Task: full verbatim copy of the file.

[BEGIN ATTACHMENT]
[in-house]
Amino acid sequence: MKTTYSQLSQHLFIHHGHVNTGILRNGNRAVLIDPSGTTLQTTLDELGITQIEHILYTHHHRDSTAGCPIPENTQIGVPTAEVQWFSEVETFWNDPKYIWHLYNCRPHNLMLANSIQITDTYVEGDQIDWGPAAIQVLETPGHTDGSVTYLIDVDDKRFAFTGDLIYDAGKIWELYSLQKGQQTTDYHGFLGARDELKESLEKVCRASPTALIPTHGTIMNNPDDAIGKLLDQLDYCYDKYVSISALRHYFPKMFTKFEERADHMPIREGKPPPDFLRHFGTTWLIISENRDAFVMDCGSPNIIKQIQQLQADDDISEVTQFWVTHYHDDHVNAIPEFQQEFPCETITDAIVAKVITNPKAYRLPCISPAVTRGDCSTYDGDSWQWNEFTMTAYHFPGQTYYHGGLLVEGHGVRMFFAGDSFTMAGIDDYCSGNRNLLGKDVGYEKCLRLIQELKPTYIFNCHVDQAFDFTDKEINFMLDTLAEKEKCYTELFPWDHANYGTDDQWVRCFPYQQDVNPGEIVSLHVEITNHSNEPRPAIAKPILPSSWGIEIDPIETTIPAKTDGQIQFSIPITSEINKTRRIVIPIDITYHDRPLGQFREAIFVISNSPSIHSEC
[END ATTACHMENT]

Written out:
[in-house]
Amino acid sequence: MKTTYSQLSQHLFIHHGHVNTGILRNGNRAVLIDPSGTTLQTTLDELGITQIEHILYTHHHRDSTAGCPIPENTQIGVPTAEVQWFSEVETFWNDPKYIWHLYNCRPHNLMLANSIQITDTYVEGDQIDWGPAAIQVLETPGHTDGSVTYLIDVDDKRFAFTGDLIYDAGKIWELYSLQKGQQTTDYHGFLGARDELKESLEKVCRASPTALIPTHGTIMNNPDDAIGKLLDQLDYCYDKYVSISALRHYFPKMFTKFEERADHMPIREGKPPPDFLRHFGTTWLIISENRDAFVMDCGSPNIIKQIQQLQADDDISEVTQFWVTHYHDDHVNAIPEFQQEFPCETITDAIVAKVITNPKAYRLPCISPAVTRGDCSTYDGDSWQWNEFTMTAYHFPGQTYYHGGLLVEGHGVRMFFAGDSFTMAGIDDYCSGNRNLLGKDVGYEKCLRLIQELKPTYIFNCHVDQAFDFTDKEINFMLDTLAEKEKCYTELFPWDHANYGTDDQWVRCFPYQQDVNPGEIVSLHVEITNHSNEPRPAIAKPILPSSWGIEIDPIETTIPAKTDGQIQFSIPITSEINKTRRIVIPIDITYHDRPLGQFREAIFVISNSPSIHSEC